Victor Grange meetings are held the second Monday of the month, with a 5 p.m. potluck supper followed by the meeting at 6. The next meeting is scheduled for June 14, the final meeting of the year for Dec. 13.

The Senor Circle meets at 11 a.m. the third Friday of the month. The next Senior Circle meeting is on May 21, and the final one for the year will be Dec. 17.

Public suppers are scheduled for 5 p.m. the fourth Saturday of each month through October. The next supper will be May 22, and the final 2021 supper will be Oct. 23.

Three special events are scheduled in the remaining months of 2021.

On Saturday, July 10, and Sunday, July 11, the Grange will host the Fairfield Historical Society’s quilt show. The show runs from 11 a.m. to 5 p.m. both days; admission is $5. Grange members will provide lunches and snacks.

The Grange’s annual fund-raising tollbooth will be held in July. Readers ungenerous enough to want to know which day to avoid which road will need to consult the web.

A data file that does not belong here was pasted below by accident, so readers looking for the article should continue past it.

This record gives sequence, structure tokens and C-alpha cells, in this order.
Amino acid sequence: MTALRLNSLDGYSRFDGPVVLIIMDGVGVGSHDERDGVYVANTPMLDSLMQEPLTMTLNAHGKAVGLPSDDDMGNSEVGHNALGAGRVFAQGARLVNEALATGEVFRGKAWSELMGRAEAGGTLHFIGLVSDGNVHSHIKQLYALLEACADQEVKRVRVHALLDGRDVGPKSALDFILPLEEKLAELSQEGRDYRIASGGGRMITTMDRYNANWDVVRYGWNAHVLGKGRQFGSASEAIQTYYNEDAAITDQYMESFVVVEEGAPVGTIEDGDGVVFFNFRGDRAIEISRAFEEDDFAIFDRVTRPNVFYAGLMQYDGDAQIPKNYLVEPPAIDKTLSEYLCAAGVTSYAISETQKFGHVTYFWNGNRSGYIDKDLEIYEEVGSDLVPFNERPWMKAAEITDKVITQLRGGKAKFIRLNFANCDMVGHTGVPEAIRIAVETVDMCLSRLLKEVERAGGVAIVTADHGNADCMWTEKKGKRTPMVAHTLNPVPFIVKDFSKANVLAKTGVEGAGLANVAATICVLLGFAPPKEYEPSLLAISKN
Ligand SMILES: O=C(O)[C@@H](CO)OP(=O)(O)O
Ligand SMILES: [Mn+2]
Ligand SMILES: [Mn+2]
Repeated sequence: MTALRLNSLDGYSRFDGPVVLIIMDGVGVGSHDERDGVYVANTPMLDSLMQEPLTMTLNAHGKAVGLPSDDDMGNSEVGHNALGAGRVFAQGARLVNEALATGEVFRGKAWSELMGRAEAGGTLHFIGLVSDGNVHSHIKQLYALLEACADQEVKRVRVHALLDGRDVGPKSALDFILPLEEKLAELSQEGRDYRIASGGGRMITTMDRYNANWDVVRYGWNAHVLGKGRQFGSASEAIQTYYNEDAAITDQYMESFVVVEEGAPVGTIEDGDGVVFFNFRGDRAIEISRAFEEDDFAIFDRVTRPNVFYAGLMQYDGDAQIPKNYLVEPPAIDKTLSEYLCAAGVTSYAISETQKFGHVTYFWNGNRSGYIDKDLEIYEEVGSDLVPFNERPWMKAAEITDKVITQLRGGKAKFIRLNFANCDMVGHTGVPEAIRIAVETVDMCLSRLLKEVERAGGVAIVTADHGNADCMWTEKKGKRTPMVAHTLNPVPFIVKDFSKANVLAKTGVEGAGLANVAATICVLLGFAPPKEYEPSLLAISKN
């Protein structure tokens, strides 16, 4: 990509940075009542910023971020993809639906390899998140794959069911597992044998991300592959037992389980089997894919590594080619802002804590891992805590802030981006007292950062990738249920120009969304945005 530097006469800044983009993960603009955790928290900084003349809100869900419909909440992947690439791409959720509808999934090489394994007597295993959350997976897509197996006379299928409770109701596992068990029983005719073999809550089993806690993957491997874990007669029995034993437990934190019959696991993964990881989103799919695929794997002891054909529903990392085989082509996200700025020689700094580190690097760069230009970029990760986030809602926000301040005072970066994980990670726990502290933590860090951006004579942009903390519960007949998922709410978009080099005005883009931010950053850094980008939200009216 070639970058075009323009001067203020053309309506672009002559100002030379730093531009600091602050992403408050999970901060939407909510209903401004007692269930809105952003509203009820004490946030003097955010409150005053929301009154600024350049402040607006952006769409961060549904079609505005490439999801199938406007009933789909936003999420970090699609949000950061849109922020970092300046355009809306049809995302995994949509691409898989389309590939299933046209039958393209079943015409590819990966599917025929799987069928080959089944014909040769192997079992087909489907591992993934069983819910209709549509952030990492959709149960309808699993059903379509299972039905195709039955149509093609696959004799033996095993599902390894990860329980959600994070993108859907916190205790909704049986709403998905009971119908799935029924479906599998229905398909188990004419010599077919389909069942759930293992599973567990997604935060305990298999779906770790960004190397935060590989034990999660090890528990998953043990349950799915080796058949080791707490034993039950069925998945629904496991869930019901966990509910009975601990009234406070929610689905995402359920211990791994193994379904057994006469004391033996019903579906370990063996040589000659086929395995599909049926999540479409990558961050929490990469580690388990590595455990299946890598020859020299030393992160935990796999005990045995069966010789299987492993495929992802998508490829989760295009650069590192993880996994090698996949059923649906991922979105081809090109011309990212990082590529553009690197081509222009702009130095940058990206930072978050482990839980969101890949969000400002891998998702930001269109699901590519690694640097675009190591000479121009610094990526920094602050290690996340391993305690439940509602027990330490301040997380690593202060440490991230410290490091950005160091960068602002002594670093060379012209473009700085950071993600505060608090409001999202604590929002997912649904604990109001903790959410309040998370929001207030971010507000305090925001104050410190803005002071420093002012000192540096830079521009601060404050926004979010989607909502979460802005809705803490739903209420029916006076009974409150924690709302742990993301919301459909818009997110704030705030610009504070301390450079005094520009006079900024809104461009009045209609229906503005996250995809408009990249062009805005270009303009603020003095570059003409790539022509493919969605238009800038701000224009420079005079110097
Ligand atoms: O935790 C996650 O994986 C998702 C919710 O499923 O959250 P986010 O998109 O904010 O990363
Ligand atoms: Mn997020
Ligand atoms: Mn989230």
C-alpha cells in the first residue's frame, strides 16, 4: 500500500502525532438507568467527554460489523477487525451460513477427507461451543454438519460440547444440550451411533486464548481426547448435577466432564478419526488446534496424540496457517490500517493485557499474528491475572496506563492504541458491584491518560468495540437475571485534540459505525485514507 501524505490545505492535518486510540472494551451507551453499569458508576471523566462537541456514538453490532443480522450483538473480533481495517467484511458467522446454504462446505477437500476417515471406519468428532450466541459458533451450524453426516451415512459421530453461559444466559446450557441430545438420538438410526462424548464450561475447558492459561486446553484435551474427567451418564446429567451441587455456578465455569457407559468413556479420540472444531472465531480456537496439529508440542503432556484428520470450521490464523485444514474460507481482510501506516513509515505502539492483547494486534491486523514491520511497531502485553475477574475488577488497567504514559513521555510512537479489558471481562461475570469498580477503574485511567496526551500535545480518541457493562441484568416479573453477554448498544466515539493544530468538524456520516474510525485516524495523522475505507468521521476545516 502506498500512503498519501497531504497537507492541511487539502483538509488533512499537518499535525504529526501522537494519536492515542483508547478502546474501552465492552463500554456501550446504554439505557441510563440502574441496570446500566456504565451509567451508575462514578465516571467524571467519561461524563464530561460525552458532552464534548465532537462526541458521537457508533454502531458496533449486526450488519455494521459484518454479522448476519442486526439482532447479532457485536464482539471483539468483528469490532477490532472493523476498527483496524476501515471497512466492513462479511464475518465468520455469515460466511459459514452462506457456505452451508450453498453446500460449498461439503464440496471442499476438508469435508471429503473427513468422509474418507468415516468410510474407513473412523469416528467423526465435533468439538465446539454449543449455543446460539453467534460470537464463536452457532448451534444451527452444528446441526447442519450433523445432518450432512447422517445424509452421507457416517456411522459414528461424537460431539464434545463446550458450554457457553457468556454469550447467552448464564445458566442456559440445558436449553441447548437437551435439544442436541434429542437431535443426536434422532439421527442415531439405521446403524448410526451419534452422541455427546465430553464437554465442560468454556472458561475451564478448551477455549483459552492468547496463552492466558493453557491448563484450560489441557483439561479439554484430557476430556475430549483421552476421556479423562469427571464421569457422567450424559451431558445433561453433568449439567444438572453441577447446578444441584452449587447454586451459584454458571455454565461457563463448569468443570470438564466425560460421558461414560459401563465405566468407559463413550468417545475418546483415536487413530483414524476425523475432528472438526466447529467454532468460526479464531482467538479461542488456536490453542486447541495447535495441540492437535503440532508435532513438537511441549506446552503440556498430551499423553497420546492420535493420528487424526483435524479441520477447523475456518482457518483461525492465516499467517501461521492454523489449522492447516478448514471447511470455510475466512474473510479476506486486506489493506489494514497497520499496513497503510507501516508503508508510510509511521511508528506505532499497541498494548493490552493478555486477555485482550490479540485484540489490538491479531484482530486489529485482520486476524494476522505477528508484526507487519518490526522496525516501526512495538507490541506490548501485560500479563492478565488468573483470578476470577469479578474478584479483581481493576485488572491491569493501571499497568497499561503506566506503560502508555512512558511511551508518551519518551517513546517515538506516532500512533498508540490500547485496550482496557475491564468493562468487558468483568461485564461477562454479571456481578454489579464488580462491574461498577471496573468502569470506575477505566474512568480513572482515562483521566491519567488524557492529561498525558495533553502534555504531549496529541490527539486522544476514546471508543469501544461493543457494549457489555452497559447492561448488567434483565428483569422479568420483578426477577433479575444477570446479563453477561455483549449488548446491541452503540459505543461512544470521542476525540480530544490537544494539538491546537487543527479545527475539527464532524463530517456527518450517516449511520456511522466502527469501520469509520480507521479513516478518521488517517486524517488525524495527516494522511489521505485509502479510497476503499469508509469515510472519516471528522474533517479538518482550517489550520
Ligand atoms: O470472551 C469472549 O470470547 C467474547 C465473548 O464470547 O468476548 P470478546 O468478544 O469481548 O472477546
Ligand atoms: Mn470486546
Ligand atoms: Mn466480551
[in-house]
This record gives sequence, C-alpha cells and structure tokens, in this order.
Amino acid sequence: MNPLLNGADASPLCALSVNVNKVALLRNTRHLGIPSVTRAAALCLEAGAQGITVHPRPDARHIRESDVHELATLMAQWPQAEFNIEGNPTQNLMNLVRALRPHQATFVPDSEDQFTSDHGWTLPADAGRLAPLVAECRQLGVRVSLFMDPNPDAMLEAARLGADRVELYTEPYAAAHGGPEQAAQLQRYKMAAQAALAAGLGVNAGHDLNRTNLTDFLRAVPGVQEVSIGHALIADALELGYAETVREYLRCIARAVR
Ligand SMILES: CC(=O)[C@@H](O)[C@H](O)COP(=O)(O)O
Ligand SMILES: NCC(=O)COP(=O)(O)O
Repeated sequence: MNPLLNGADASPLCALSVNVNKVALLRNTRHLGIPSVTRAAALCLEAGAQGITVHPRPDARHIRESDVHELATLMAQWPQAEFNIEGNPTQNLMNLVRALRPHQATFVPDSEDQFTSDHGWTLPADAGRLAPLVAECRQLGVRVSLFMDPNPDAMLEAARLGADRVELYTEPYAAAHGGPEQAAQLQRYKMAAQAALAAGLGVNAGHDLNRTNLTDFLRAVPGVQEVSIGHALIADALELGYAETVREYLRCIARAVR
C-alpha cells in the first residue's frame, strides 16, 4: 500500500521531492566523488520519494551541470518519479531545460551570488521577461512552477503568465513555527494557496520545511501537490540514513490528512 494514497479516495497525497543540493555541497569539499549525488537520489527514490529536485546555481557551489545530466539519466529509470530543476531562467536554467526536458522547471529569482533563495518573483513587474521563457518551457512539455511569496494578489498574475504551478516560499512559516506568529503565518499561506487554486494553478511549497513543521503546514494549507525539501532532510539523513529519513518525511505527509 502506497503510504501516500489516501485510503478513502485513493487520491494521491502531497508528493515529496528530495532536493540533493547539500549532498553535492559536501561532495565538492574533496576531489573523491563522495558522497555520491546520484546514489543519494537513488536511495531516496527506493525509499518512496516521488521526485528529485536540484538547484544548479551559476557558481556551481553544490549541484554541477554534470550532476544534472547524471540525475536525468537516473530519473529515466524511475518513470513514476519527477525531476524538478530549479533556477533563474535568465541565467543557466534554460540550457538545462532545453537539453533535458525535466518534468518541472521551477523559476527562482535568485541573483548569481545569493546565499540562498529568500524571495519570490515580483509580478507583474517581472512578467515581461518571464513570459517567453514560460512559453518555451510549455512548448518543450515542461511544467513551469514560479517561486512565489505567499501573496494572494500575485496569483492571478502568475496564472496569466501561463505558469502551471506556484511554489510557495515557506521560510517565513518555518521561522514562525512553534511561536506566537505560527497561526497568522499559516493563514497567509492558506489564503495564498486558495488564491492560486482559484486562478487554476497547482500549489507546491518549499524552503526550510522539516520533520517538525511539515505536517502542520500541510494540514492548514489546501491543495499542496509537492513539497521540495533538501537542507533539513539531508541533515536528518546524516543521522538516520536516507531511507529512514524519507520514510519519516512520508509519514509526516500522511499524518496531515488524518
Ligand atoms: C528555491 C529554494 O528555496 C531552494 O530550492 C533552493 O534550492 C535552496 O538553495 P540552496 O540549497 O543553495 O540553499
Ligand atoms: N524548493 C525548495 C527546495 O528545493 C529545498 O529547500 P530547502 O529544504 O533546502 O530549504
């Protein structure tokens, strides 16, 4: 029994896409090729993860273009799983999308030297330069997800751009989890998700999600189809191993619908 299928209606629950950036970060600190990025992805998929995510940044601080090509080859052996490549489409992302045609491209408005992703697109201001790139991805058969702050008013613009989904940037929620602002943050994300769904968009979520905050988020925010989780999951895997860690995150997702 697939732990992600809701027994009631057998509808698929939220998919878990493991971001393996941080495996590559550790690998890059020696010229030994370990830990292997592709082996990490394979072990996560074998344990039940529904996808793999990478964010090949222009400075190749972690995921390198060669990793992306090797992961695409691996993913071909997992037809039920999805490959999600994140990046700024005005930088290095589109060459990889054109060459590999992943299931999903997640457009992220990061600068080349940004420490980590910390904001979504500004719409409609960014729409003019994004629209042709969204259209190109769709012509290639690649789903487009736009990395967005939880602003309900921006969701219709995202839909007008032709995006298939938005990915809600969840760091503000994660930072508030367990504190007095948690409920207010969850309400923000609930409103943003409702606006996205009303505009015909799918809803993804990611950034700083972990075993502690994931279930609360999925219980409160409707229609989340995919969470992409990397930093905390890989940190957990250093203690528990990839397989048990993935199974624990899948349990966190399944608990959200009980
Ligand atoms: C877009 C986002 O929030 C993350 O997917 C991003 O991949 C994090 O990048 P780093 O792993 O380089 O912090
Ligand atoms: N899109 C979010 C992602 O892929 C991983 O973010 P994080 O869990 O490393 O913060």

The annual Fall Festival is scheduled for Saturday, Nov. 13.

The Fairfield Historical Society holds a barn sale from 8:30 a.m. to 2 p.m. Saturday, May 15, and Sunday, May 16, at the History House, 42 High Street, Fairfield. Items offered include furniture, glassware, jewelry, antiques, books, collectibles and more.

The Society’s website says that people attending this and other Historical Society events should wear masks and observe social distancing and other relevant Covid requirements.

Main sources

Boomsma, Walter, Exploring Traditions – Celebrating the Grange Way of Life (2018).
Fairfield Historical Society, Fairfield, Maine 1788-1988 (1988).

Websites, miscellaneous.

Personal conversations, Barbara Bailey.

L.C. Bates Museum to develop virtual programs

The museum is housed in the Quincy Building, a 1903 Romanesque Revival brick school building, designed by noted Lewiston architect, William R. Miller[3] (1866–1929). (photo by W.A. Judge – LC Bates Museum via Maine Memory)

The L.C.Bates Museum, in Hinckley, for safety reasons, is closed at this time and working on developing virtual programs and activities, especially ones for youth. The summer art exhibit Maine Waters and other museum information will be online by mid-May. Their newsletter has information about the museum’s new online presence.

For more information and access to the newsletter, contact Debbie Staber at dstaber@gwh.org.